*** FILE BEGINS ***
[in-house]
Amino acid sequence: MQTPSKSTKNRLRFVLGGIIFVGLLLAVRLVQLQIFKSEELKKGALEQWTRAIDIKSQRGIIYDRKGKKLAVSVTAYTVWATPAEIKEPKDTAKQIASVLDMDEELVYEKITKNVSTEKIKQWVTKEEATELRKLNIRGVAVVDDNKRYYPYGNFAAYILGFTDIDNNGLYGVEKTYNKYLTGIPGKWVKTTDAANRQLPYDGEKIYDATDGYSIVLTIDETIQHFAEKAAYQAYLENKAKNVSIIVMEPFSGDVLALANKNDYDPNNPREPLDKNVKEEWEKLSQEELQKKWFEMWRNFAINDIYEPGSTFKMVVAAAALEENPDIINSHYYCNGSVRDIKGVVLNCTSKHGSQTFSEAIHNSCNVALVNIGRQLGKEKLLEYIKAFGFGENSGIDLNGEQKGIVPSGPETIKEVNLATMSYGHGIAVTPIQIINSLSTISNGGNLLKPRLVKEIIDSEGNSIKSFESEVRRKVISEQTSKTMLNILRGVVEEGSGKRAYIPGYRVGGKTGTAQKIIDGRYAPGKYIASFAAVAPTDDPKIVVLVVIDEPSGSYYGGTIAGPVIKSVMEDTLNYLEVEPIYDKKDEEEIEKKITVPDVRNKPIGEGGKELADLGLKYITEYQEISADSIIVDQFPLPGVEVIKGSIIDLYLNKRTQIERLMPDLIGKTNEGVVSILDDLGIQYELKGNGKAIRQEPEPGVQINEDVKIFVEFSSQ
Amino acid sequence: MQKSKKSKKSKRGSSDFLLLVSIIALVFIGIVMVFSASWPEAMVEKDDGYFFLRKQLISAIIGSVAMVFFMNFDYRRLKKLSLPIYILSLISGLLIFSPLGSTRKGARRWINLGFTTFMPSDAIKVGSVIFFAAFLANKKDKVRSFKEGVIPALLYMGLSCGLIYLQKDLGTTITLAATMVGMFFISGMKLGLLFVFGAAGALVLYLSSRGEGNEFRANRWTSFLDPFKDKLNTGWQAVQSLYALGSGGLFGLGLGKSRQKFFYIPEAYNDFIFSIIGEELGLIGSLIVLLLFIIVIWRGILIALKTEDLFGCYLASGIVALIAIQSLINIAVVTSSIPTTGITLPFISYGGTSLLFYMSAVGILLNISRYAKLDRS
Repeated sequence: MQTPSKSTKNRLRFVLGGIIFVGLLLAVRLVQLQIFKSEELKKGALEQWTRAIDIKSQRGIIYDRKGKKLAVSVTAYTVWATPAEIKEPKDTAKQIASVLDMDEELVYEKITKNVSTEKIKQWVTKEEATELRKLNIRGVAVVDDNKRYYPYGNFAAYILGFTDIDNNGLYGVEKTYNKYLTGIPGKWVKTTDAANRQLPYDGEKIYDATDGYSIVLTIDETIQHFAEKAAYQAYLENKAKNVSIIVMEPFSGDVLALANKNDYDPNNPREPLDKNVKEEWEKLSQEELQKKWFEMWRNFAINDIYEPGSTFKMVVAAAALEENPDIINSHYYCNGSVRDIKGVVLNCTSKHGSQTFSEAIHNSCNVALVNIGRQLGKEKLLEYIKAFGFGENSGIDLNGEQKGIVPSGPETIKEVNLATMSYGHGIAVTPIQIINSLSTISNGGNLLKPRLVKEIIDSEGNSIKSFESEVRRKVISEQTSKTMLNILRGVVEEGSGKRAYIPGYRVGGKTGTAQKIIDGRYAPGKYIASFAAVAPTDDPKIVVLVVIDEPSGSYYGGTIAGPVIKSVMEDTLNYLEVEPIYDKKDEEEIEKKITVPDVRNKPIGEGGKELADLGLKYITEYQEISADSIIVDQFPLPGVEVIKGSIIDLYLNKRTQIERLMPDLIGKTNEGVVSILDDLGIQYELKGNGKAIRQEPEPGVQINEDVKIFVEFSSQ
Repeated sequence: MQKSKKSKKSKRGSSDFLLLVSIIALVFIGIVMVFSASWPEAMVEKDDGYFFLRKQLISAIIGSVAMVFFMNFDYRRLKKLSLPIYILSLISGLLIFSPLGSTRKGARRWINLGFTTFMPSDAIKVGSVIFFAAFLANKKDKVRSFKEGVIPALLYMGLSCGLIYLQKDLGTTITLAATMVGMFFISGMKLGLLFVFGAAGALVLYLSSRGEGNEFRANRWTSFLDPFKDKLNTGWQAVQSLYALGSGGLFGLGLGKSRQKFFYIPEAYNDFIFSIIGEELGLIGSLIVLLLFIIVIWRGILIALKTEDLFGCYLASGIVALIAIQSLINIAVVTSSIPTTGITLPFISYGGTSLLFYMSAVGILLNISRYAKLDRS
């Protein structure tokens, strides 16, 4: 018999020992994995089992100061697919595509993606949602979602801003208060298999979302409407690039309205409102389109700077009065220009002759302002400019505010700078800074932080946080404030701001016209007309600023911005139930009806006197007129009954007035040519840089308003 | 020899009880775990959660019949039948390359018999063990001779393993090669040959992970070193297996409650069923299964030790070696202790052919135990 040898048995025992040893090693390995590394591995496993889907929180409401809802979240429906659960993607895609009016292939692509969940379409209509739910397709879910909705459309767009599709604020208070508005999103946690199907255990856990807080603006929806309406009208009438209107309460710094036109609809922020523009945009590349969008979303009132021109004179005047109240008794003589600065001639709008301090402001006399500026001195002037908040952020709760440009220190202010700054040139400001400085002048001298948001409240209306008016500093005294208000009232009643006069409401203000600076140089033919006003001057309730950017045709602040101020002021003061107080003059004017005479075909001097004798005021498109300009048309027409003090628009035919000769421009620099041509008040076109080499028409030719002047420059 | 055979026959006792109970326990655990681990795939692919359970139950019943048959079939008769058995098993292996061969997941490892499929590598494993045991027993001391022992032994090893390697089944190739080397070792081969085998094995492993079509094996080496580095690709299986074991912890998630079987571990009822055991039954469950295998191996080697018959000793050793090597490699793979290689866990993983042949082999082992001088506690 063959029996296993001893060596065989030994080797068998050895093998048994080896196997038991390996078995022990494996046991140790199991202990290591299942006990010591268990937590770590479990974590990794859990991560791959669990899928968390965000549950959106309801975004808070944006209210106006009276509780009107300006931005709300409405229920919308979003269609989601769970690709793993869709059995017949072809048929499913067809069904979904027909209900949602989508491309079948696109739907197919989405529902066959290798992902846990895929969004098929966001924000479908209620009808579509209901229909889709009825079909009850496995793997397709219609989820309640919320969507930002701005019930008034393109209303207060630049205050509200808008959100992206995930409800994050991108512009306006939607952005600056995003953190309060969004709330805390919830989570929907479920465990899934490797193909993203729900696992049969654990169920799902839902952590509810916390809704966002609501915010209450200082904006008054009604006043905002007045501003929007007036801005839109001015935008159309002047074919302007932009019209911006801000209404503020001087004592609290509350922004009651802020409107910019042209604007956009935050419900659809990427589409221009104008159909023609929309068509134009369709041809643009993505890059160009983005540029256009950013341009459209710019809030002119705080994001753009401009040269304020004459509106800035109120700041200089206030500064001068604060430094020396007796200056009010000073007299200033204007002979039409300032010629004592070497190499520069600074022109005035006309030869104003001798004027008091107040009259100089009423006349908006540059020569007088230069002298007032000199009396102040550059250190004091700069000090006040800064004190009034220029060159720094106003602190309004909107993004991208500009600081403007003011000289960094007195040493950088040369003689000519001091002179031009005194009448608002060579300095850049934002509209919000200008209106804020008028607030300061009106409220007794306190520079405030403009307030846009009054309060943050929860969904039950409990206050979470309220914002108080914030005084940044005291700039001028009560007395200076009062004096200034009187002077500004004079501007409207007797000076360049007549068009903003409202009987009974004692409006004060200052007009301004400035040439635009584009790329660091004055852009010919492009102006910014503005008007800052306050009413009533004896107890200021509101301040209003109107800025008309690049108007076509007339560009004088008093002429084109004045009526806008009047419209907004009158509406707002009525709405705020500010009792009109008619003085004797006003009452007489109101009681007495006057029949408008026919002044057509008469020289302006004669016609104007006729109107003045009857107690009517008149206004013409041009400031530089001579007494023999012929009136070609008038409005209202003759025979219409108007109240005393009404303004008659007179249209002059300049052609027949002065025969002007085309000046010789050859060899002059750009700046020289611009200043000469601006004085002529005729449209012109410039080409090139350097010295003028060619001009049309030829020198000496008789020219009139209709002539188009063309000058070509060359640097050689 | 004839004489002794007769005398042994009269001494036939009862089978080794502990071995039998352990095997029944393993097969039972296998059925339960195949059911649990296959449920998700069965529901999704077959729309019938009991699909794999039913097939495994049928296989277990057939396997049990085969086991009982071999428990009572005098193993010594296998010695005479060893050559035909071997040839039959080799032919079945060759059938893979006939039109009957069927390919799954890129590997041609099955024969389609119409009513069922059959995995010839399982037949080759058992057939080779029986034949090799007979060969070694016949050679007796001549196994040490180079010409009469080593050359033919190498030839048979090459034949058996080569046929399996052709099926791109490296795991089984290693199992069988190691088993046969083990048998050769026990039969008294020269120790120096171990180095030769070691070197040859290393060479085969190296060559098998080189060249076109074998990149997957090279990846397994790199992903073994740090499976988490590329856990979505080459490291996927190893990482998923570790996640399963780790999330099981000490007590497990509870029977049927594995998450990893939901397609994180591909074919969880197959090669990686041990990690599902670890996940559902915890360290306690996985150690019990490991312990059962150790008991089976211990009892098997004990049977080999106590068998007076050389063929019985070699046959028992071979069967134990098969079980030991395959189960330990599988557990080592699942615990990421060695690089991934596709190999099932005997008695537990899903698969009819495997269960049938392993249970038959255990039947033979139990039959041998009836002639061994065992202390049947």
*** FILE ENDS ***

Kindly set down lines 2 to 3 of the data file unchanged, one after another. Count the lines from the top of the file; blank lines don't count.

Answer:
Amino acid sequence: MQTPSKSTKNRLRFVLGGIIFVGLLLAVRLVQLQIFKSEELKKGALEQWTRAIDIKSQRGIIYDRKGKKLAVSVTAYTVWATPAEIKEPKDTAKQIASVLDMDEELVYEKITKNVSTEKIKQWVTKEEATELRKLNIRGVAVVDDNKRYYPYGNFAAYILGFTDIDNNGLYGVEKTYNKYLTGIPGKWVKTTDAANRQLPYDGEKIYDATDGYSIVLTIDETIQHFAEKAAYQAYLENKAKNVSIIVMEPFSGDVLALANKNDYDPNNPREPLDKNVKEEWEKLSQEELQKKWFEMWRNFAINDIYEPGSTFKMVVAAAALEENPDIINSHYYCNGSVRDIKGVVLNCTSKHGSQTFSEAIHNSCNVALVNIGRQLGKEKLLEYIKAFGFGENSGIDLNGEQKGIVPSGPETIKEVNLATMSYGHGIAVTPIQIINSLSTISNGGNLLKPRLVKEIIDSEGNSIKSFESEVRRKVISEQTSKTMLNILRGVVEEGSGKRAYIPGYRVGGKTGTAQKIIDGRYAPGKYIASFAAVAPTDDPKIVVLVVIDEPSGSYYGGTIAGPVIKSVMEDTLNYLEVEPIYDKKDEEEIEKKITVPDVRNKPIGEGGKELADLGLKYITEYQEISADSIIVDQFPLPGVEVIKGSIIDLYLNKRTQIERLMPDLIGKTNEGVVSILDDLGIQYELKGNGKAIRQEPEPGVQINEDVKIFVEFSSQ
Amino acid sequence: MQKSKKSKKSKRGSSDFLLLVSIIALVFIGIVMVFSASWPEAMVEKDDGYFFLRKQLISAIIGSVAMVFFMNFDYRRLKKLSLPIYILSLISGLLIFSPLGSTRKGARRWINLGFTTFMPSDAIKVGSVIFFAAFLANKKDKVRSFKEGVIPALLYMGLSCGLIYLQKDLGTTITLAATMVGMFFISGMKLGLLFVFGAAGALVLYLSSRGEGNEFRANRWTSFLDPFKDKLNTGWQAVQSLYALGSGGLFGLGLGKSRQKFFYIPEAYNDFIFSIIGEELGLIGSLIVLLLFIIVIWRGILIALKTEDLFGCYLASGIVALIAIQSLINIAVVTSSIPTTGITLPFISYGGTSLLFYMSAVGILLNISRYAKLDRS